OMB's latest e-gov report shows continued effects on agencies, citizens

The Office of Budget and Management is touting its most recent e-government benefits report as the most transparent demonstration ever of the effect of the 25 projects and nine lines of business.

OMB delivered the annual report to Congress Feb. 14, and it details agency spending by initiative down to the bureau level along with governmentwide savings and each project’s risks, development status, milestones and goals.

“At no other time in this program have we been requested or provided this level of detail on the e-gov initiatives,” said Tim Young, OMB’s deputy administrator for e-government and information technology. “This is a good thing.”

Congress over the last three years has asked OMB for this report because it   continues to have concerns about e-government spending. However, the latest summary goes further than ever by detailing project specifics such as cost effectiveness, date of full operational capabilities and estimated cost to complete development, Young said.

“The goal of this report is to ensure we have a mutual understanding on the benefits of e-government between the legislative and executive branch,” Young said. “If they read this report, they will come to the same conclusion that we have that e-government is good government.”

Karen Evans, OMB’s administrator for e-government and IT, said her office will brief the House and Senate appropriations committees next week on the report.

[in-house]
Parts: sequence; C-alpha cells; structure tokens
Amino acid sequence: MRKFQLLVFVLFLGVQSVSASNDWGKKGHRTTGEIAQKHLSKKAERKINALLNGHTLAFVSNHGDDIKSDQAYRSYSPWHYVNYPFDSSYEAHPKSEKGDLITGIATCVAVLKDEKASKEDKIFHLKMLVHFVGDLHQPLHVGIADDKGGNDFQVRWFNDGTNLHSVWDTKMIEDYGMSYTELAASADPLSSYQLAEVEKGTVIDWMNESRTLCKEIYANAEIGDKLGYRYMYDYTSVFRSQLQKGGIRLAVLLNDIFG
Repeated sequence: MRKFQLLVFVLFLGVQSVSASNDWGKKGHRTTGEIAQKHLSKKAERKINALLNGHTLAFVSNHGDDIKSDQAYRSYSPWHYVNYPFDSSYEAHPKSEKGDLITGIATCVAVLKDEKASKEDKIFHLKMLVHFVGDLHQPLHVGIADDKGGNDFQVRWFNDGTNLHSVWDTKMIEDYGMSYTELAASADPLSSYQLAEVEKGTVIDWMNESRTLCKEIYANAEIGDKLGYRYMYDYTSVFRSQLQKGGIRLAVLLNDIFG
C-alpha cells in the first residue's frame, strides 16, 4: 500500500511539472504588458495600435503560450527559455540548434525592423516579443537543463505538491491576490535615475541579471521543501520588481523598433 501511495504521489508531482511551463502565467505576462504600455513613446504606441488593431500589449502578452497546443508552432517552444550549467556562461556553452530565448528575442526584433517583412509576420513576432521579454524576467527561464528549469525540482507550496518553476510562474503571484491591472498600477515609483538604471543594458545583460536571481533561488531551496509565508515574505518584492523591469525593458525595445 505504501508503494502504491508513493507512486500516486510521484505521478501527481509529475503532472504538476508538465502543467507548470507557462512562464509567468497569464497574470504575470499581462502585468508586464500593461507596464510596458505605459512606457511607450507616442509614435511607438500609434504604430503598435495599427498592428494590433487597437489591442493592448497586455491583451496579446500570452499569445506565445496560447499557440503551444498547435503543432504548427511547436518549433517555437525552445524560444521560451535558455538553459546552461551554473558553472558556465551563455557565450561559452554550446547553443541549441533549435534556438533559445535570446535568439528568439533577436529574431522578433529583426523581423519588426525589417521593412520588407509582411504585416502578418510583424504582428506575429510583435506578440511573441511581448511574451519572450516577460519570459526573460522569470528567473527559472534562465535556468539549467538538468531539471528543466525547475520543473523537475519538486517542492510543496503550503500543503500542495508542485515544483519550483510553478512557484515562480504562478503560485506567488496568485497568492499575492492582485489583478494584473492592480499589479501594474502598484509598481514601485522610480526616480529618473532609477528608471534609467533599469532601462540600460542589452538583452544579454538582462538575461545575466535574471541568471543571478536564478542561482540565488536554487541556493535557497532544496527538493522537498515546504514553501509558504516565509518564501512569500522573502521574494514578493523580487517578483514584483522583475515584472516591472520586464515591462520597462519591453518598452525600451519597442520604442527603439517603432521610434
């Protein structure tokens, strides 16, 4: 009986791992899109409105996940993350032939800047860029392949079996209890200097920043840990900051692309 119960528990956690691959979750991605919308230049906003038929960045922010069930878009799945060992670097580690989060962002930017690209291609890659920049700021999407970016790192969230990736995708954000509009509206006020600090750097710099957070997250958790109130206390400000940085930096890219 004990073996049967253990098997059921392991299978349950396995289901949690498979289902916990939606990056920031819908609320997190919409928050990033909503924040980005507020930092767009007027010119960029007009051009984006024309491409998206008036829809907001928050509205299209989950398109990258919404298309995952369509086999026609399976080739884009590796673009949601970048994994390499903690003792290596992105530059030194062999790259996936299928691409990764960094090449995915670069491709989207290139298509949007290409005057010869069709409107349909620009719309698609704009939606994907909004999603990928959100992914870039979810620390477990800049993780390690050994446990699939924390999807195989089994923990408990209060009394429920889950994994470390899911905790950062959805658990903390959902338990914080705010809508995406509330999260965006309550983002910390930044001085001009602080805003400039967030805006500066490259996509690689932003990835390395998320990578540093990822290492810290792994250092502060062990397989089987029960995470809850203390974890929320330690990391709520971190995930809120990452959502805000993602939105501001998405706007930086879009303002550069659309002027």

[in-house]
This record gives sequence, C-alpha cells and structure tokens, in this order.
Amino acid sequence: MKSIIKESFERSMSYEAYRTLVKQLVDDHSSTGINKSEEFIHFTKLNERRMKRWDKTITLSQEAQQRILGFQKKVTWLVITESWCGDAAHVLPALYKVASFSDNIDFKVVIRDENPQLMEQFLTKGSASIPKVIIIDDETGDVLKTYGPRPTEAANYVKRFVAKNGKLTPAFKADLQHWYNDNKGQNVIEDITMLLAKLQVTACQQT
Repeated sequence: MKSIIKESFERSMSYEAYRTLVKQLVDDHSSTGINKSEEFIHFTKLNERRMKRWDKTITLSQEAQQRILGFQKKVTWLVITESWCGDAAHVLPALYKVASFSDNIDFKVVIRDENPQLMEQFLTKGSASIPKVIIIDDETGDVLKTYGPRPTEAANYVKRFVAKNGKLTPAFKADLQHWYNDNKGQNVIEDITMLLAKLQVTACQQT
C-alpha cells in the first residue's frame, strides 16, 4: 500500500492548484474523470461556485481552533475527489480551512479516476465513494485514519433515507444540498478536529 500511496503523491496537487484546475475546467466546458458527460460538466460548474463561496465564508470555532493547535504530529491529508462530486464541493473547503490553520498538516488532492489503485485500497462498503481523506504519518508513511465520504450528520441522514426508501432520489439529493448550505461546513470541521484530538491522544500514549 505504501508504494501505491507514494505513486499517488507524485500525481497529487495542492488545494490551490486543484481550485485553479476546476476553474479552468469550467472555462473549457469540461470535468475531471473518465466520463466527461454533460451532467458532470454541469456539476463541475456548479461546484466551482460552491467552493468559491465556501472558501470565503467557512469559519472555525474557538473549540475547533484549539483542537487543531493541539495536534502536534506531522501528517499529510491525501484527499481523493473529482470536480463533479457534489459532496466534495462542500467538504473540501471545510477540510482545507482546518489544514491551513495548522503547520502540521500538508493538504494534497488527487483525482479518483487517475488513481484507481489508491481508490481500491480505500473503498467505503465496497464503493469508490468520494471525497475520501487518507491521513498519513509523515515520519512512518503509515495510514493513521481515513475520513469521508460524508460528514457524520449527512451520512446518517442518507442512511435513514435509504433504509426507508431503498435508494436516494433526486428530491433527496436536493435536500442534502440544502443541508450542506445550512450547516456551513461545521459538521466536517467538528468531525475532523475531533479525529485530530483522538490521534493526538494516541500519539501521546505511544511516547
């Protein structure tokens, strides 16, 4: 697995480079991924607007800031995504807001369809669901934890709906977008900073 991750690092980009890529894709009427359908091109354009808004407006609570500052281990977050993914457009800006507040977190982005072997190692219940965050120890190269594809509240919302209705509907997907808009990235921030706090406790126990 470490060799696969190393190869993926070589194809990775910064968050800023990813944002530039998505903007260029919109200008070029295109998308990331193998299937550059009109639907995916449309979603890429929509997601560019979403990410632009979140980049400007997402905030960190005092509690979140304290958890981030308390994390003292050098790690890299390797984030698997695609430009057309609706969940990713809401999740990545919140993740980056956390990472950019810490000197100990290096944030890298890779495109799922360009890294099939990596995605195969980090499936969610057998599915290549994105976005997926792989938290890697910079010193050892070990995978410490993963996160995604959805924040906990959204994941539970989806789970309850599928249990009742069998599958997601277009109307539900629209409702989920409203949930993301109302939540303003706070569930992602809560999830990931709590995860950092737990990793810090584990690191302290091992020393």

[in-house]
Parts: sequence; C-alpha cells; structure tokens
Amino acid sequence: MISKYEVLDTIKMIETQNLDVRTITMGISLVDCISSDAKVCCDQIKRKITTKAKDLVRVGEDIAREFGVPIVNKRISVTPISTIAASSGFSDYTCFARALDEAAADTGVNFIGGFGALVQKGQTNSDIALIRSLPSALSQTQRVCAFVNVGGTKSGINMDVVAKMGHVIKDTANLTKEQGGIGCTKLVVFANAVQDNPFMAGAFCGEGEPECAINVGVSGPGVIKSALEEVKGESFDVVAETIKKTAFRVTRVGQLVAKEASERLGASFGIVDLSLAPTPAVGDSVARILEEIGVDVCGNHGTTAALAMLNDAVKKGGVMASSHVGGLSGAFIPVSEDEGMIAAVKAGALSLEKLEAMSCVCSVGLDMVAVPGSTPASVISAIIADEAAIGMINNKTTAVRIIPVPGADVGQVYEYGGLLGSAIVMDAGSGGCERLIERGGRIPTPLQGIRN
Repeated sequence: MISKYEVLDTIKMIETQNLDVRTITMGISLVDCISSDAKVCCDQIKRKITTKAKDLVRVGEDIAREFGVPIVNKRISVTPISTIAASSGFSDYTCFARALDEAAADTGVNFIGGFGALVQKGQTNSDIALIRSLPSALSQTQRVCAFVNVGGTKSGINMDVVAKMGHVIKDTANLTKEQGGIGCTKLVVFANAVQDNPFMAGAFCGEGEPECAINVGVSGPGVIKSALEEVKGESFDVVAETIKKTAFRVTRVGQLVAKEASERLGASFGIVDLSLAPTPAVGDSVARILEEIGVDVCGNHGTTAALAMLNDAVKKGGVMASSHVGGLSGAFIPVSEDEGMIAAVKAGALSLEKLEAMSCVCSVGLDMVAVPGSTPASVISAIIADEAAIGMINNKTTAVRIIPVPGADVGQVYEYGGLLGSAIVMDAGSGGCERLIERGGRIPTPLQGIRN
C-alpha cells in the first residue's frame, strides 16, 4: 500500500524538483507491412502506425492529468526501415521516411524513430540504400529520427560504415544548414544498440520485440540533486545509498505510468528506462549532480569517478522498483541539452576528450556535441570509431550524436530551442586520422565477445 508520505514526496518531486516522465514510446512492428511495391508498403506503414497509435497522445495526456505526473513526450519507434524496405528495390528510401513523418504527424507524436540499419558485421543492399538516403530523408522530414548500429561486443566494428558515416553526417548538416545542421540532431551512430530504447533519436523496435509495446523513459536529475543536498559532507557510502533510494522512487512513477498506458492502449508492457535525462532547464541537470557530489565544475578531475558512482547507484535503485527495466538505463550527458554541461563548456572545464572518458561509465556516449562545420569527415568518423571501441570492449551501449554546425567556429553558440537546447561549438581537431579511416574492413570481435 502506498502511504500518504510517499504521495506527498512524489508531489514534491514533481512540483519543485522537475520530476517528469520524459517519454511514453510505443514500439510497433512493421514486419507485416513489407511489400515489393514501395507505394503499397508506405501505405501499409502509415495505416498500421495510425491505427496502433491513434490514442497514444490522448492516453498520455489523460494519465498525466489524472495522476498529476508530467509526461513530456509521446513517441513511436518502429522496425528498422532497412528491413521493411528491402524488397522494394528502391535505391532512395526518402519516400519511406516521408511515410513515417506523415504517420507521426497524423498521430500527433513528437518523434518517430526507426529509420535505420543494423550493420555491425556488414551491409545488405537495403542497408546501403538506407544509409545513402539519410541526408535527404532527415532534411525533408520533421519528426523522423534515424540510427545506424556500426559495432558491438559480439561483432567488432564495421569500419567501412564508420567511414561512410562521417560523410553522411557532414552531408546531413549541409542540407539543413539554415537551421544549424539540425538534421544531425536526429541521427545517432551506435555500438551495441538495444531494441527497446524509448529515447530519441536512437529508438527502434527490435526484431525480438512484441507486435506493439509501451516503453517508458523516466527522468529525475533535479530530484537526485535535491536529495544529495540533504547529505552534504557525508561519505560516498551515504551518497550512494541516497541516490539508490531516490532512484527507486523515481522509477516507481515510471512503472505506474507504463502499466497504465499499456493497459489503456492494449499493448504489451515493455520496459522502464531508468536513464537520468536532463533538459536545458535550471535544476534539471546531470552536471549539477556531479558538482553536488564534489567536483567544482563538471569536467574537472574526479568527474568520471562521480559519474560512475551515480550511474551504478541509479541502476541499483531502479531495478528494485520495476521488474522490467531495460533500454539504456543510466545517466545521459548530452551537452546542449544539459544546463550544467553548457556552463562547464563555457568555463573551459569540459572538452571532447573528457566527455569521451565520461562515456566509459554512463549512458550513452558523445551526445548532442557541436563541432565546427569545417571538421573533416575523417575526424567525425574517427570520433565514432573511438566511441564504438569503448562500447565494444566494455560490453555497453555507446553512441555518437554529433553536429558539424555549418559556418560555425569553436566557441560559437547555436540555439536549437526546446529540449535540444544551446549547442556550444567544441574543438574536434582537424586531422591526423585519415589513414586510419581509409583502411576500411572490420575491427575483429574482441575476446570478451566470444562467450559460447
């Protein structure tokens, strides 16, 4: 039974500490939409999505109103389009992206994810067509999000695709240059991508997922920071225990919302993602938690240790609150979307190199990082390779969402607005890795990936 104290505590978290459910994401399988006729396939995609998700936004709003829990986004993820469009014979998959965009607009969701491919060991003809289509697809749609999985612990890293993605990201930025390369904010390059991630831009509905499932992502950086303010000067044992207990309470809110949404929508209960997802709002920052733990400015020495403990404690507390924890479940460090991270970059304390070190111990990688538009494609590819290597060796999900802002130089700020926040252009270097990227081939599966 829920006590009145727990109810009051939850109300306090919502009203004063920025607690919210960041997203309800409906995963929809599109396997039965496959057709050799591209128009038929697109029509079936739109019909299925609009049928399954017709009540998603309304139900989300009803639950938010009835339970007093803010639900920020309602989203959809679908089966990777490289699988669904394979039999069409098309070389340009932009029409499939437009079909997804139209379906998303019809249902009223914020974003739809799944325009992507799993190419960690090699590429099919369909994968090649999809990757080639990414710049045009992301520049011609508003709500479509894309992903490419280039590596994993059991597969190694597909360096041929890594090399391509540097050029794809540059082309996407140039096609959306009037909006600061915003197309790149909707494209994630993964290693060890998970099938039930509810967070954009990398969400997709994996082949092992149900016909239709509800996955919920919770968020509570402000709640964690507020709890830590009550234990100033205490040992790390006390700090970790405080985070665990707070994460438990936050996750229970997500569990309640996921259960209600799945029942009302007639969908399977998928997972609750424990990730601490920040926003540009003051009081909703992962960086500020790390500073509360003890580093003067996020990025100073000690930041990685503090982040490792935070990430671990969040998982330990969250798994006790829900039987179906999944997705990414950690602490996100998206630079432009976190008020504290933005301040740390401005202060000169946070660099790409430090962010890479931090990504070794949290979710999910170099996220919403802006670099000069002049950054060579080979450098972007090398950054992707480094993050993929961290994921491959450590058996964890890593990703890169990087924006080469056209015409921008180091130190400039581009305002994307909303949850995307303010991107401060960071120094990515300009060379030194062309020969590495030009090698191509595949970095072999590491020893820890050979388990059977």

“Committee staff actually called our legislative affairs office asking when we will submit the report,” Evans said, adding this shows they are gaining enthusiasm for e-government.

Requests for comment on the report from the House and Senate appropriations committees were not immediately returned.

In the document, OMB said agencies saved $508 million from implementing e-government programs. Much of that came from agencies shutting down 42 duplicative systems, OMB said. For 2008, officials expect departments to terminate 74 other systems.

Young said another great example of these savings came from the Treasury Department, which didn’t spend $402,000 on travel management fees because they implemented a new e-travel system.

Overall, agencies will spend $161.6 million on e-government and lines of business projects this year, down from $165.2 million in 2007 and $192.9 million in 2006.

Evans said her office will issue the e-government results report next week, and they will show the increased use of the fee-for-service model among the initiatives. Last year, OMB estimated that agencies would spend more than $300 million on e-government under the fee-for-service model.

The Integrated Acquisition Environment project is to receive the most funding from agencies at $40.4 million this year, while is expected to get $13.3 million. The Federal Health Architecture would receive the most money for a line-of-business effort at $7.3 million, while the IT Infrastructure LOB would get $6 million.

The report also outlined each e-gov project’s future goals. Under GovBenefits, the Social Security Administration will shut down its SSA Best system and migrate to the governmentwide system. This has been a long-standing point of contention with OMB over whether SSA should migrate to GovBenefits.

The Health and Human Services and Interior departments will complete their migration to E-Rulemaking by March.

By 2009 under E-Vital, the project team will develop regulations for minimum standards for birth certificates.

Under E-Payroll, the Treasury Department’s Office of Thrift Supervision will migrate to the National Finance Center by Sept. 30, while the Veterans Affairs Department will migrate to the Defense Finance and Accounting Service by Dec. 31. The State Department has not yet scheduled a migration date, the report states.

Under E-Travel, seven agencies will migrate to one of three vendor systems in 2008, while six others will migrate in 2009.

“The sole and primary goal of e-government is not to save money,” Young said. “But we have demonstrated that we have saved money and improved services to citizens.”


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